Saturday, October 25, 2014

Three adventures set on Venus by Leigh Brackett

Let's travel back in time to the 1940s, and across the aether to our sister planet, through the medium of three tales by Leigh Brackett, and see what is going on on that world of mystery we know as Venus!  These stories first appeared in pulp magazines, where they were the lead stories; Brackett's name, apparently, sold copies.  I read them this week in my copies of Gollancz's 2005 collection Sea-Kings of Mars and Otherworldly Stories (Fantasy Masterworks 46) and Haffner Press's 2002 Martian Quest: The Early Brackett.  You frugal types can get all three of the stories I'm talking about today in a single four dollar e-book from Baen entitled Swamps of Venus, complete with the kind of cover art Baen is famous for.

Cover must illustrate some other story
"Citadel of Lost Ships" (1943)

Earthman Roy Campbell is a renegade!  When the government seized his family's farm and flooded the area to create a reservoir so it could generate hydroelectric power for factories, Roy took up a life of interplanetary crime.  He didn't want to work in a city like a sheep ("He'd tried it, and he couldn't bleat in tune"), so he became a space wolf, hijacking space ships and selling the hot goods to fences on Venus.  When the space patrol is hot on his trail he hides out among a tribe of peaceful Venusian natives.

But now the Terra-Venus Coalition Government is about to pull the same eminent domain chicanery on Roy's Venusian buddies!  The government is going to relocate the tribe to town, drain their swamp, and extract coal, petroleum and other valuable resources from the area!

Roy, who somehow has a better space ship than the government fleet does, blasts off from the swamp, evades the space patrol, and visits Romany, a private space station that orbits Venus and is made up of dozens of decrepit old space ships welded together.  Romany is the home of thousands of space gypsies, people of many species and races who have been driven from their homes like Roy and his Venusian friends.  Romany, Roy finds, is in the midst of a civil war between those who want to continue being a refuge for interplanetary outcasts and those who want to come out of the shadows and integrate Romany with the Terra-Venus government.  Part of getting along with the government is handing over space pirates like Roy to the space patrol, which is on its way!

"Citadel of Lost Ships" is about ethnic minorities ("little people") who use their special powers to try to resist the "progress" and "efficiency" pursued by mainstream society.  Among the various aliens on Romany are psychics from Titan who can create impenetrable force fields and a harper from Callisto whose music stuns people.  Even Roy and the human girl from Romany with whom he falls in love because of her musical voice, pale heart-shaped face and "long and clean-cut body" which has "the whiteness of pearl," are mystical minorities because of their Celtic blood: "'The harp of Dagda,' whispered Stella, and the Irish music in her voice was older than time.  The Scot in Campbell answered it."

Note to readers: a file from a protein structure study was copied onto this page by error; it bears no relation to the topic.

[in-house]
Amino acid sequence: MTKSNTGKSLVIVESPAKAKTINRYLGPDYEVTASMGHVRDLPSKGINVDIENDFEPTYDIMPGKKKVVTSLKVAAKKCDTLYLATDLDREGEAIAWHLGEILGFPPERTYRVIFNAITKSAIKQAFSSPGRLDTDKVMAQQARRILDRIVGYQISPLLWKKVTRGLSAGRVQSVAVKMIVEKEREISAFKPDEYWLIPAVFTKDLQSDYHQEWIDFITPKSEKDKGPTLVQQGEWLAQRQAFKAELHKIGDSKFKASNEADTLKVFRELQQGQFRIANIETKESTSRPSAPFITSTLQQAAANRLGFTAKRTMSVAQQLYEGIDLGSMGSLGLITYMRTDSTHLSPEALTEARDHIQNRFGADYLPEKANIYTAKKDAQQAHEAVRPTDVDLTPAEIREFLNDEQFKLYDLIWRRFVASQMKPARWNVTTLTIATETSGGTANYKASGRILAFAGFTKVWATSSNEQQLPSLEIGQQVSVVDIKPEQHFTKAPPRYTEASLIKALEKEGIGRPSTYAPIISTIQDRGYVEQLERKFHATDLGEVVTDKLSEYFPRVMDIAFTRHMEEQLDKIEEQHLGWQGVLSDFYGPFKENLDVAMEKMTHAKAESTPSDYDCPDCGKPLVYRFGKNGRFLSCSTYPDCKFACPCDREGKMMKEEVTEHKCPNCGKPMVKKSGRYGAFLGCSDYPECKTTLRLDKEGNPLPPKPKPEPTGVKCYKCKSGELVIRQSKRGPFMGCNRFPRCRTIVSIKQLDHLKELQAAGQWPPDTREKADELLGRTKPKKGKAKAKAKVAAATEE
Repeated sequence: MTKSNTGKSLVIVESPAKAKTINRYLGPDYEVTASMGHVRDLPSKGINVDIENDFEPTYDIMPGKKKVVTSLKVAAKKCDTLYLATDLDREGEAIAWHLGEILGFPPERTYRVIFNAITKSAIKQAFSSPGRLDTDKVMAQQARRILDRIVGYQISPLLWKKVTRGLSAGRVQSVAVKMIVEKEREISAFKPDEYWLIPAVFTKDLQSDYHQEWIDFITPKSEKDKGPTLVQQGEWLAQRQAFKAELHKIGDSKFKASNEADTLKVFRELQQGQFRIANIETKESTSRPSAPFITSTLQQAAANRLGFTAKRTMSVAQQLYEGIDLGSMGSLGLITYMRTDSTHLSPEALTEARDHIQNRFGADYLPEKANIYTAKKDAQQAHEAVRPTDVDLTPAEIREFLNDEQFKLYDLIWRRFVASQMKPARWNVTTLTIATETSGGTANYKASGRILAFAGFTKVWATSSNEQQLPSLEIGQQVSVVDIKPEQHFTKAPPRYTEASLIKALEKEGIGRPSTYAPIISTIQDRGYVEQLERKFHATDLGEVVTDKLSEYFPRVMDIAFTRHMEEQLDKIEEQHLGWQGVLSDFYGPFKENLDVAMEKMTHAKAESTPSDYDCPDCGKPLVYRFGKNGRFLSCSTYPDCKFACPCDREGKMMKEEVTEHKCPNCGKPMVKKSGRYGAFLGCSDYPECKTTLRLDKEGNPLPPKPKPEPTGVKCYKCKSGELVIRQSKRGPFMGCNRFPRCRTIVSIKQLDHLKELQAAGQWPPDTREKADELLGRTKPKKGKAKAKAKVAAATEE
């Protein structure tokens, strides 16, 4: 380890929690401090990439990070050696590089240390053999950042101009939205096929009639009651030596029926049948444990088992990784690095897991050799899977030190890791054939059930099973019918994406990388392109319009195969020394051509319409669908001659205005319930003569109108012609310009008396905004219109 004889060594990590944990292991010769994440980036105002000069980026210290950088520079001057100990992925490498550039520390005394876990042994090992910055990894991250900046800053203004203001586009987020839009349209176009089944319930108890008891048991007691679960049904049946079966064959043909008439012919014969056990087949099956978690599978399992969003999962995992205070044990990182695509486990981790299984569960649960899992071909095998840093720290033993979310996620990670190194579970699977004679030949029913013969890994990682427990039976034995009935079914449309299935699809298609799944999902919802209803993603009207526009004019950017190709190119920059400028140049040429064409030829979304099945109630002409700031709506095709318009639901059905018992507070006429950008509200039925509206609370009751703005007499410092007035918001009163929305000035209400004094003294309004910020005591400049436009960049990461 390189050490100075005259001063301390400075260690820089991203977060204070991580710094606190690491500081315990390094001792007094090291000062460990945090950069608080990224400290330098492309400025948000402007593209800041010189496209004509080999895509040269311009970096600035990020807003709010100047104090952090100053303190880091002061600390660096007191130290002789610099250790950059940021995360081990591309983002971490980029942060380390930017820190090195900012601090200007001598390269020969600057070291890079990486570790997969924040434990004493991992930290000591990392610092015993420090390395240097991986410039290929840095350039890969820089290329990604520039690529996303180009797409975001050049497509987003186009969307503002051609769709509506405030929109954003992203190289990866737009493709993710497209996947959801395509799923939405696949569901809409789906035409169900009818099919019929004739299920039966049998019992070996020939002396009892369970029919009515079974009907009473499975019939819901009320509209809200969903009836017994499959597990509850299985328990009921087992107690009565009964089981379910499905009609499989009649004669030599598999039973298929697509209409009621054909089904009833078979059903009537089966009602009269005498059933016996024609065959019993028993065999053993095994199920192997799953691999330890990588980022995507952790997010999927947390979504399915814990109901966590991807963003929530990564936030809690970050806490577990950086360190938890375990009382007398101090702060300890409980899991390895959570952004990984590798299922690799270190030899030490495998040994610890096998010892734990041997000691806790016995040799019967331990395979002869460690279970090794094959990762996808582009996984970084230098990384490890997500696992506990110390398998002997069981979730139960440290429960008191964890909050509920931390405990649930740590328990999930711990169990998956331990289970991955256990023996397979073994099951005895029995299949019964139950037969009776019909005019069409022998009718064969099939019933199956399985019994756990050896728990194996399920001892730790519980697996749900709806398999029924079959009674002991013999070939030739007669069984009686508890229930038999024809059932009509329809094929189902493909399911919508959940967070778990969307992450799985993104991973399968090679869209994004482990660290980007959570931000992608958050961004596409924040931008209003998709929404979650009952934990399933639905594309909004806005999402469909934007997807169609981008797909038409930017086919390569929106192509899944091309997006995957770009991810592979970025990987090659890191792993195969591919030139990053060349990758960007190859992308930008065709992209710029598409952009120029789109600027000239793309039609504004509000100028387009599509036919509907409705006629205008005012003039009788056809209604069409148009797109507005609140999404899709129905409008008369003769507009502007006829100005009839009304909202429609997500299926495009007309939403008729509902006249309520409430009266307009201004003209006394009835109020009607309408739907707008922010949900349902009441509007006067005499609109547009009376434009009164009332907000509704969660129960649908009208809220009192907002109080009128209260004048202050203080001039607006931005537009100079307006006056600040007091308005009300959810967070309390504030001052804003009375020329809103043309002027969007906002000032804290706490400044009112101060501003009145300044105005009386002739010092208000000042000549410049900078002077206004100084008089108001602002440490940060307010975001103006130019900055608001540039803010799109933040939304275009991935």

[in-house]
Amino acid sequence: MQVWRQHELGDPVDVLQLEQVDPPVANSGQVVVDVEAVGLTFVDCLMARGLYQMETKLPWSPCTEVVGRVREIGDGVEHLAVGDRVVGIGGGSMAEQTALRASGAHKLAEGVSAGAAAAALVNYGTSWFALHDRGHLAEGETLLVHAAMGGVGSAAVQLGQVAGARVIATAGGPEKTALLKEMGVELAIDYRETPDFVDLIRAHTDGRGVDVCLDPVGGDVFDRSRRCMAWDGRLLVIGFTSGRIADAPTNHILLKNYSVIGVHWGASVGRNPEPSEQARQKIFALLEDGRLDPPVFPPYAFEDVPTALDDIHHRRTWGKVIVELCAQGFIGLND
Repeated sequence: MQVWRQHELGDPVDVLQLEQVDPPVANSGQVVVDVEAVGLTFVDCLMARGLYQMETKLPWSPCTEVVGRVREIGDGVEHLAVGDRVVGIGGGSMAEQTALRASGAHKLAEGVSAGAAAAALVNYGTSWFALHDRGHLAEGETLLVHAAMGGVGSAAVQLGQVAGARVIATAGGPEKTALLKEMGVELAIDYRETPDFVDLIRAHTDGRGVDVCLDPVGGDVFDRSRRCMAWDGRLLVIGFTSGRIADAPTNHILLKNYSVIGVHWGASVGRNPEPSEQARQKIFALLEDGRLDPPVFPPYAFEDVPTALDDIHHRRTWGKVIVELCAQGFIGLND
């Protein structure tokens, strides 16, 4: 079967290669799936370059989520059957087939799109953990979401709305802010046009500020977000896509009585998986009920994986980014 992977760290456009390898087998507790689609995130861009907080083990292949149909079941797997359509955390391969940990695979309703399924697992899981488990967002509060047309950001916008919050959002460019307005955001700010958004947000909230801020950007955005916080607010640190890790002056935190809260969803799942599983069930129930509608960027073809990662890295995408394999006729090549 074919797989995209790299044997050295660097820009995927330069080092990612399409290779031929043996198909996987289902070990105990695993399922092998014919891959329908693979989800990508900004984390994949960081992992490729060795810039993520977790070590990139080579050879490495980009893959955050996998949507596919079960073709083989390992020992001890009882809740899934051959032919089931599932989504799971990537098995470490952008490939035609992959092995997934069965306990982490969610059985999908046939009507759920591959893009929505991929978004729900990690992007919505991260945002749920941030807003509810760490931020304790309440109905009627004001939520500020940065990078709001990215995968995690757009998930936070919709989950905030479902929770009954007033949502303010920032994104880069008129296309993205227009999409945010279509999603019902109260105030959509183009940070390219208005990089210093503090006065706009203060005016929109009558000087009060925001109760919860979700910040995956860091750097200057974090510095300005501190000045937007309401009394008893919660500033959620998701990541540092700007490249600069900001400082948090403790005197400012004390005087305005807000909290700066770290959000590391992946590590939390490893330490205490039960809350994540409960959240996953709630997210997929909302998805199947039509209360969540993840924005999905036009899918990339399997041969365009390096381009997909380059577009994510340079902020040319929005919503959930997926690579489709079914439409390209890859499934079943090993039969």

In the end Roy sacrifices his space ship and allows himself to be captured so that Romany and his Venusian swamp-dwellers can remain independent.  Brackett gives us the hope that Roy, who has money secreted away somewhere and apparently is some kind of folk hero, will be able to get out of prison soon and be reunited with Stella.

This story is entertaining, and I like all the space ship stuff, particularly the idea of the space station built up out of old ships, and the story's attitude about progress is interesting.  Roy, the Venusian swamp-dwellers, and Brackett herself admit that the new industrial society is inevitable, and will be safer and wealthier, but they care more about freedom and independence than safety and wealth and would like to be left alone. Government seizures of land and relocation of communities "for the common good" were presumably on many people's minds in 1943; a gander at the website of the Center For Land Use Interpretation informs you that during the 1930s and early 1940s numerous communities in New England and New York were condemned and flooded to provide drinking water for Bostonians and New Yorkers, while Wikipedia tells us that over 1,000 families were relocated by the Tennessee Valley Authority to make way for the Fontana Dam, which started construction in 1942.